2013 wasn't just a great year for television in the United States. It was a fabulously creative year in the U.K. and many of the best new shows - "The Fall," "Broadchurch" - have already shown up either on cable TV in the U.S. or on Hulu and Netflix. But not all of the worthy new shows have made it across the Atlantic quite yet and we're highlighting six shows that American audiences really should be able to see for themselves:
Yonderland (Sky TV)
Imagine a show that somehow mashes together "Once Upon A Time," "Fraggle Rock" and "Monty Python" and you get this delightfully odd series that combines puppets, live action and a lot of droll English humor into one uniquely British series. In the series, a bored suburban mom discovers a hidden fantasy world located behind her kitchen pantry. When she visits, she's celebrated as being "the chosen" one that will save the world. But the scroll explaining what she's supposed to do has been misplaced, leading to all sorts of awkward and unbelievable problems.
Utopia (Channel 4)
There are very few TV shows that can be accurately described as being completely unlike anything else. "Utopia" is one of those shows and while the nearest comparison I can come up with is "Twin Peaks," the two shows only resemble each other in the way they stretch expectations to the breaking point. Written by Dennis Kelly, the show centers on a small group of people who find themselves in possession of an unpublished sequel to the graphic novel "The Utopia Experiments." The manuscript predicts a series of upcoming disasters and the group must decipher the manuscript before these disasters become reality. That description cannot begin to give justice to the oddness of the show. The tone is sinister and unsettling and each episode takes you into a completely unexpected direction.
By Any Means (BBC One)
This series is the most straight-forward show on the list, but what it lacks in originality, it makes up for in adrenaline and craftsmanship. The series centers around a clandestine unit that is tasked with beating criminals at their own game. They'll break rules, wreck lives and do whatever it takes to bring down their targets. The episodes are slick and entertaining and there's something to be said for watching a really well-made procedural drama.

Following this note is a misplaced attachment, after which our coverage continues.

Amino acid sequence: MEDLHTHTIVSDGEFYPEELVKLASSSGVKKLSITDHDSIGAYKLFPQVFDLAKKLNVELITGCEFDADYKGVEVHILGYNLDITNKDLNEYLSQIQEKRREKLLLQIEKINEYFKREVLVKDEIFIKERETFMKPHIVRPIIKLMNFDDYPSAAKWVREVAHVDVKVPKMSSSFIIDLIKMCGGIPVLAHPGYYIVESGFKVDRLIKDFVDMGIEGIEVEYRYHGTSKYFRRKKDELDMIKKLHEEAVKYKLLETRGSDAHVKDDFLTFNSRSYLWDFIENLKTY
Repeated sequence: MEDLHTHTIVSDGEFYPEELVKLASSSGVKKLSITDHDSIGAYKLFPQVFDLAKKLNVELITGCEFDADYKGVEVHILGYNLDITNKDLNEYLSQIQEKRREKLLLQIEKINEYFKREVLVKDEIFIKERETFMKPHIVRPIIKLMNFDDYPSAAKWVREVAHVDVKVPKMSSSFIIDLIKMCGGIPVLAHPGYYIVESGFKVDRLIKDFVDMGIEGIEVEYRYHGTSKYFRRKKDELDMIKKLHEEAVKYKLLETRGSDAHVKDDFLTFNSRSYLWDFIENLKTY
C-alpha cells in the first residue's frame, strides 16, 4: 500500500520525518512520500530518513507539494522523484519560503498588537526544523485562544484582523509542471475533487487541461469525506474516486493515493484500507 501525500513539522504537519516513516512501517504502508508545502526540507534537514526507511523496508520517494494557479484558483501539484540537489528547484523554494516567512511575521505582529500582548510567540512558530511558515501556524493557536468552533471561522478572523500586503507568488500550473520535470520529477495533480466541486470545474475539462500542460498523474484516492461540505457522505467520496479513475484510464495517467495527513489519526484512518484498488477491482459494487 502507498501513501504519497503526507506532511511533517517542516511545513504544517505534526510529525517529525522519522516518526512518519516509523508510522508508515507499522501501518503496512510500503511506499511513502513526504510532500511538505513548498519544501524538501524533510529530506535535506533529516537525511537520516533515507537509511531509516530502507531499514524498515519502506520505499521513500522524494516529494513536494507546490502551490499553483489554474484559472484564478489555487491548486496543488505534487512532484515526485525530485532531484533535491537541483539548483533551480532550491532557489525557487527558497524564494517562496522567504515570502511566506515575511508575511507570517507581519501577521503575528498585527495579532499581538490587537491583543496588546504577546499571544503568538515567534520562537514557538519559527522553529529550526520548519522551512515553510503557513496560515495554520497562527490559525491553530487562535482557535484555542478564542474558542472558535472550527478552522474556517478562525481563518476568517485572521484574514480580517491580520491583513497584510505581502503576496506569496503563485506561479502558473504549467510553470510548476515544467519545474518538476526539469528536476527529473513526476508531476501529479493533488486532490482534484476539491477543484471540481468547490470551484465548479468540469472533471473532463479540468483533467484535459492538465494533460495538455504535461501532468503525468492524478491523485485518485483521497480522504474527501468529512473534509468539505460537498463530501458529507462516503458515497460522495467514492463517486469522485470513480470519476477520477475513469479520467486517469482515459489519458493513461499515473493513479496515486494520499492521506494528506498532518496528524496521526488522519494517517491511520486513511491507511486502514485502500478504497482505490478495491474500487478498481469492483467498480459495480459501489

Ian McKellen and Derek Jacobin play Freddie and Stuart, a gay couple who have been together for 49 years. They have lived in the same apartment for nearly half a century and at this point in their lives spend most of days entertaining guests and sniping at each other. The best way to describe the series is that it's a classically British comedy, which means an abundance of campy jokes, over-the-top premises and not-quite believable characters. But like the best British comedies, it's also wildly funny.
When a prominent French politician is found dead on the border between the UK and France, detectives Karl Roebuck (Stephen Dillane) and Elise Wassermann (Clémence Poésy) are sent to investigate on behalf of their respective countries. However, as the case takes a surreal turn, a series of elaborate killings force the French and British police into an uneasy partnership. Written by Ben Richards and from the makers of "Broadchurch," "Spooks" and "Life on Mars."